Bitcoin (BTC) is again revisiting $10,000 for the third time in August, toward the end of what seems like a consolidation pattern for the leading crypto. Whether it will hold here, again, is an open question,
We start on the 4-hour chart, and see that the support block from mid-August has bought up yesterday’s selloff. Volume on both the selloff and the catch have been small, as Bitcoin processes through a consolidation pattern that looks ready to start shaking out by end-August.
The moving averages (MAs) have been left behind again. If we look at the 4-hour indicators, we see the RSI stabilizing, and the MACD broadcasting an arc back toward the upside. But no real strong signals are here, including the limp volume on both buy and sell sides.
However, if we take our reading down to the 2-hour indicators, things look slightly more favorable. RSI on this timeframe is diverging bullish versus price, and the MACD/histogram is clearly arcing back to green territory and looks about to cross over.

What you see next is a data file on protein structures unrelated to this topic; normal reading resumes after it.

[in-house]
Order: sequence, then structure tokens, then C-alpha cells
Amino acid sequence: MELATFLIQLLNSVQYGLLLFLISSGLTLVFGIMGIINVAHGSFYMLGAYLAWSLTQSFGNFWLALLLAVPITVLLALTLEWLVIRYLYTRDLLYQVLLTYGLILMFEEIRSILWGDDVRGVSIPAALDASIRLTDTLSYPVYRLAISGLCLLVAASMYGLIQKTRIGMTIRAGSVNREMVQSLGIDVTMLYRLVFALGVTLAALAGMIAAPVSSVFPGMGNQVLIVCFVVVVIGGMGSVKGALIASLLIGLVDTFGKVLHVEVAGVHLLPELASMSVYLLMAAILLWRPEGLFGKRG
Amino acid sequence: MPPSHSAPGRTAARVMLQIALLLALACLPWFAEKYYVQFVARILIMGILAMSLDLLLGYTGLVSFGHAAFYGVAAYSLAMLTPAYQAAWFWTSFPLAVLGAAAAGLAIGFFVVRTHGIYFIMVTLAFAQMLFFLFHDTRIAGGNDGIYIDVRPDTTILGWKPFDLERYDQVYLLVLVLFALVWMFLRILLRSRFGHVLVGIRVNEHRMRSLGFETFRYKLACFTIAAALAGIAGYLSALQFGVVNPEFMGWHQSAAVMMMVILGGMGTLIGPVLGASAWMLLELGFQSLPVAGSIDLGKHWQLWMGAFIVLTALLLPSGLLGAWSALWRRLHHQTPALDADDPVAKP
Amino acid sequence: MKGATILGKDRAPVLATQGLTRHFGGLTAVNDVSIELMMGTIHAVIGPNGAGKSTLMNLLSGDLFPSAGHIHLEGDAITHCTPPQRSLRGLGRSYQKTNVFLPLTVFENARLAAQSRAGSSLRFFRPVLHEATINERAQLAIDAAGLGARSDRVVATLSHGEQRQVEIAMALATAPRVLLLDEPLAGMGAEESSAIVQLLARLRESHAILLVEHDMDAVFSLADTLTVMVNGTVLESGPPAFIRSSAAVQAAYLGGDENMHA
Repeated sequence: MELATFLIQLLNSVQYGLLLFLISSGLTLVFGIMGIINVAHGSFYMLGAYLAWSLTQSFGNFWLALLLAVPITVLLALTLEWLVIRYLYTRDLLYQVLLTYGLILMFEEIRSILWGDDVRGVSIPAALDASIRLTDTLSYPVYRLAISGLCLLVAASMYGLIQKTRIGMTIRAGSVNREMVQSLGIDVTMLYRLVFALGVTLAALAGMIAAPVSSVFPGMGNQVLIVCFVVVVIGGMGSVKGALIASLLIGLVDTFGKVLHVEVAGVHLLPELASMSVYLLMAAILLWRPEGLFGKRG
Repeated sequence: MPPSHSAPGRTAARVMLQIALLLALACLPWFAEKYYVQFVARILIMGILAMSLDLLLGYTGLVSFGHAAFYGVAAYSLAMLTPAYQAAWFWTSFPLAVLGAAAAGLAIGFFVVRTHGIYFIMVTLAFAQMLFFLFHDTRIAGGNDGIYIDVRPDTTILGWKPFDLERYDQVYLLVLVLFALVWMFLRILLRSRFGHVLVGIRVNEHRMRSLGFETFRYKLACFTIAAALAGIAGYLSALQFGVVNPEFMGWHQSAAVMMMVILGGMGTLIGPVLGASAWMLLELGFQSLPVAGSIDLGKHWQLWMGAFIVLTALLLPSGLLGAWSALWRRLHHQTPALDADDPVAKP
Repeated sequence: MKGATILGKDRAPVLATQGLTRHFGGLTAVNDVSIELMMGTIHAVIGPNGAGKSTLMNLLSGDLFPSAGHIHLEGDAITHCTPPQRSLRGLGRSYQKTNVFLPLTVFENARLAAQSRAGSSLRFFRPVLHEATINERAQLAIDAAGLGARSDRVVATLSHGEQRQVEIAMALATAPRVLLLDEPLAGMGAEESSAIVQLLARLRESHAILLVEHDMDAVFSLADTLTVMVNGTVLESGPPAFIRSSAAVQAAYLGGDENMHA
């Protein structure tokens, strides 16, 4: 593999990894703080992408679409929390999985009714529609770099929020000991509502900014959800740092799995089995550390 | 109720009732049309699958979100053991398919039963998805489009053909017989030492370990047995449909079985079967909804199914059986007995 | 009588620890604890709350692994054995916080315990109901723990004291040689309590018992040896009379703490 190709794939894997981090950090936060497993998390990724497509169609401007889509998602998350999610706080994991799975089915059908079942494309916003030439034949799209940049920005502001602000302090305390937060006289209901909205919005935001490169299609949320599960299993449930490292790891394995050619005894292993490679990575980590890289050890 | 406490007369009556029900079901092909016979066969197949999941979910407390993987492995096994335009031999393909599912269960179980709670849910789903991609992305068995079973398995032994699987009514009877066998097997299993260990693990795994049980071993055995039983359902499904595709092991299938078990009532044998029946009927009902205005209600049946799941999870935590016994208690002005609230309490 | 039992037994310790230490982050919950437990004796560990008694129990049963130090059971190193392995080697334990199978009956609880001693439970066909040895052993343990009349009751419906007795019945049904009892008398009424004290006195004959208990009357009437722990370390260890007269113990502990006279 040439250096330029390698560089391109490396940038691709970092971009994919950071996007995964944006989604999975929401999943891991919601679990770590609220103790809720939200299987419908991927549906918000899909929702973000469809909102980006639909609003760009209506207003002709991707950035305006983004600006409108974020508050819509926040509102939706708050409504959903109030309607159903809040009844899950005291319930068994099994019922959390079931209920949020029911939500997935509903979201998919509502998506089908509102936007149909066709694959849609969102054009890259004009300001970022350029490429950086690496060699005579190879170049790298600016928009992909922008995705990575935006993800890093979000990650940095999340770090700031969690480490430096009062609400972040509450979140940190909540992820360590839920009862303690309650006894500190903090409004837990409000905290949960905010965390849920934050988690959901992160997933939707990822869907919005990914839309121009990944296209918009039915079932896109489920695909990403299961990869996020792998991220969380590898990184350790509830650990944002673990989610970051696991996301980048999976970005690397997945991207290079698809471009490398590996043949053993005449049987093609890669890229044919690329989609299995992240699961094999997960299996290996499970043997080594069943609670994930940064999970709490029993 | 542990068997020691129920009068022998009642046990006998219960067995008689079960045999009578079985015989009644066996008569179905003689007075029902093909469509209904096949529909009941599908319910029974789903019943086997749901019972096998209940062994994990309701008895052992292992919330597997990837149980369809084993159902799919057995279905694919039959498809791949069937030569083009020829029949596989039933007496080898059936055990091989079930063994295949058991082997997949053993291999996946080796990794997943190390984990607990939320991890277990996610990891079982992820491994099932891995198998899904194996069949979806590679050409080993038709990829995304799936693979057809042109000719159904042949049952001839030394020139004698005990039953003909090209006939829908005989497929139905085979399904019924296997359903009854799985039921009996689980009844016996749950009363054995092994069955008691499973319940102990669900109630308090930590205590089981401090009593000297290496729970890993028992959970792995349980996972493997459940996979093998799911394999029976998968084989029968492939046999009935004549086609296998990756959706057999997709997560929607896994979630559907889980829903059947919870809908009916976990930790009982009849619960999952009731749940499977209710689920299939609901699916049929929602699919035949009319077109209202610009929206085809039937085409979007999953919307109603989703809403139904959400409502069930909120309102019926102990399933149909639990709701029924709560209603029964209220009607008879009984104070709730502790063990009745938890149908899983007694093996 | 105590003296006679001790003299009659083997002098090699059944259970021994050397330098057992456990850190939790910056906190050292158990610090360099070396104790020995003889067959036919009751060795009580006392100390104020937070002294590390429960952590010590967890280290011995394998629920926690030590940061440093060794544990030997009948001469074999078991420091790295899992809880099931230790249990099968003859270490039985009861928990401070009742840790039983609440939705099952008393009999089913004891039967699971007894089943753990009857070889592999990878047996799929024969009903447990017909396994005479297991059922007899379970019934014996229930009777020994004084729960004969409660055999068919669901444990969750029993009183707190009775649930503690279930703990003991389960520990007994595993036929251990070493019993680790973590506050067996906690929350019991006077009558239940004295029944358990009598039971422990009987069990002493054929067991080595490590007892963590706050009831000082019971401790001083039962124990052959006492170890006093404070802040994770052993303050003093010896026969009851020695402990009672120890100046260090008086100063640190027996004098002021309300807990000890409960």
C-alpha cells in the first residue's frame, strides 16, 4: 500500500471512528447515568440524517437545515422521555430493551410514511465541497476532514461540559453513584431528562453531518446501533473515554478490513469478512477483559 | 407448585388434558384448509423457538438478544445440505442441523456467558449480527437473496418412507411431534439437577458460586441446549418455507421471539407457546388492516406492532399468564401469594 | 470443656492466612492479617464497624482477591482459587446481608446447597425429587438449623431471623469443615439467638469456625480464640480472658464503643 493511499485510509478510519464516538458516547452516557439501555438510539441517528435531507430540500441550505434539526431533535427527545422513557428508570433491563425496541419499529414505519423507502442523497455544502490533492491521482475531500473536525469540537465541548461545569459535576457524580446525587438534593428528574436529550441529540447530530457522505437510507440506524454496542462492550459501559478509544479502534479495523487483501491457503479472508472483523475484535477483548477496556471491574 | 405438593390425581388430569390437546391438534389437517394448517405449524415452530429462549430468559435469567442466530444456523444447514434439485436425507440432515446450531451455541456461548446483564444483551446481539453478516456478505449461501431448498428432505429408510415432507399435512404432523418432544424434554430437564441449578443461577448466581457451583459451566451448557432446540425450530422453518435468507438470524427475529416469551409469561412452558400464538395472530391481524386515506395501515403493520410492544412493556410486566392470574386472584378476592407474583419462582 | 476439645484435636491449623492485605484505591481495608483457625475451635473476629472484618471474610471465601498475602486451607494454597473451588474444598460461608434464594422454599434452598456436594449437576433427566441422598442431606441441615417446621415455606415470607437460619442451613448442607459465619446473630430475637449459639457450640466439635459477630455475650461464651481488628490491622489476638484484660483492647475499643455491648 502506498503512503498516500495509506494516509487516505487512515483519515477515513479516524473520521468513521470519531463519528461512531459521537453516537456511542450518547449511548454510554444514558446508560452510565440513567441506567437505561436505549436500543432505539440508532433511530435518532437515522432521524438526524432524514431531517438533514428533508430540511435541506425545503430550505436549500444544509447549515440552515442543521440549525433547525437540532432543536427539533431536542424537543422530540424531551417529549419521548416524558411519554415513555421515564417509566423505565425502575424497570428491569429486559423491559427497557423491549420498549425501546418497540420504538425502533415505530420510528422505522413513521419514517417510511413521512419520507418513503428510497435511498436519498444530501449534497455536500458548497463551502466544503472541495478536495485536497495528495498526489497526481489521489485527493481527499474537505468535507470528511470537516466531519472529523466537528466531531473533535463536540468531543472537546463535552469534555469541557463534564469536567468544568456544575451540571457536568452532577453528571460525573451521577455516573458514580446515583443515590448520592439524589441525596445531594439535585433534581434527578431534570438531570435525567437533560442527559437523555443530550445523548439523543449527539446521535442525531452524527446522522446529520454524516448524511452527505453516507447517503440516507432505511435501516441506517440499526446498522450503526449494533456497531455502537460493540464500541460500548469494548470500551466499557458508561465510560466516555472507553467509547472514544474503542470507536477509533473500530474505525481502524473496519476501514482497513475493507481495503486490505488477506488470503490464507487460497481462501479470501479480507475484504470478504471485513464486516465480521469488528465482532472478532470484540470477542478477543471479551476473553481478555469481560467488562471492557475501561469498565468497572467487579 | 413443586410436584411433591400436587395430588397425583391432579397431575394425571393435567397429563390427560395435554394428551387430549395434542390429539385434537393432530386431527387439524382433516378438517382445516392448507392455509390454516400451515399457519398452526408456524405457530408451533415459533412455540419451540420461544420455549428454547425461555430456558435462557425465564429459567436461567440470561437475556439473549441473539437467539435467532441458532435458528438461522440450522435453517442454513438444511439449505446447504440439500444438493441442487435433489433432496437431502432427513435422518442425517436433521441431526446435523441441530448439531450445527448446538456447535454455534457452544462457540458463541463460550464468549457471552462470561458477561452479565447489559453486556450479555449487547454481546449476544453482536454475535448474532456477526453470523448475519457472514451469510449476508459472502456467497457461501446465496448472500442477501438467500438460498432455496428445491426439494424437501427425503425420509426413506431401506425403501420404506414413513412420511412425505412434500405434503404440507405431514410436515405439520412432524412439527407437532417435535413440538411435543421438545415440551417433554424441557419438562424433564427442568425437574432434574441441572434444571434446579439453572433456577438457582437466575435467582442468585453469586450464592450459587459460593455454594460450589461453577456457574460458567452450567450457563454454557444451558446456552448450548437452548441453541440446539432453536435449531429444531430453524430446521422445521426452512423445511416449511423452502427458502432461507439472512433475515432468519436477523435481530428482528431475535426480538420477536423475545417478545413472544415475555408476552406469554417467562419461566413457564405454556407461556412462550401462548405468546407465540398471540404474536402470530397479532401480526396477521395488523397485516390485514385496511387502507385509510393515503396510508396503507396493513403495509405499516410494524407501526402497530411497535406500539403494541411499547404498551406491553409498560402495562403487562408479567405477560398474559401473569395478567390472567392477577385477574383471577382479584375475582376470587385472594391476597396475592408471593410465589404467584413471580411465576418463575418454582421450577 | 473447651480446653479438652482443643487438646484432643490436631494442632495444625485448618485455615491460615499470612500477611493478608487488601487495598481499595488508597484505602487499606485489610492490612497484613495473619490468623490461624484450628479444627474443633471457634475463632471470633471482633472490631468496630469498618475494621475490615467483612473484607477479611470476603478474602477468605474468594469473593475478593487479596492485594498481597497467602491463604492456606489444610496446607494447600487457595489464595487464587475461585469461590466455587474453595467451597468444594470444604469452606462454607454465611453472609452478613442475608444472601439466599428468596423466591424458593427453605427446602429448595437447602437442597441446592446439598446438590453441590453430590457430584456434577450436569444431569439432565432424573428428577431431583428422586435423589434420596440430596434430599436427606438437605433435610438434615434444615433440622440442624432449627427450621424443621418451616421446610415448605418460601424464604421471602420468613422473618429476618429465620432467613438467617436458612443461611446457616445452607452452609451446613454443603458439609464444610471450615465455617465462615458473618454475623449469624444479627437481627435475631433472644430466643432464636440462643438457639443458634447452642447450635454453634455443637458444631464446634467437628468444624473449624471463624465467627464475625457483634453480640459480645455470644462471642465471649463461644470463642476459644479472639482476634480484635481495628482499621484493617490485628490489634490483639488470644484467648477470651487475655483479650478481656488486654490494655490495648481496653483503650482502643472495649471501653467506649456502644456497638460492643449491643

Based on this low timeframe (LTF) reading, we might expect Bitcoin to not leave its consolidation pattern here, to the downside; we could expect another small bounce back to the (ever-shrinking) top of the pattern. But this is nowhere guaranteed.
Stepping back to the daily for the bigger picture, we see that one of two scenarios is probably playing out. The general retreat in volume (although it had started growing in August again) looks like consolidation, but of which pattern: a sideways triangle, or a falling channel?
Price does seem to be crowding the bottom of the triangle pattern. If it breaks down here, we will then look to the $8,000’s for support.
There is no way to know until it happens, but the market seems tepid at best. LTF indicators are not bad, but volume is apathetic (if not pathetic!). Buyers have to step in to support $10,000 again, if they want to avoid a breakdown. It is important to note, however, that neither outcome will damage the larger Bitcoin uptrend – and if we break down to $8,000, we will revisit this question.
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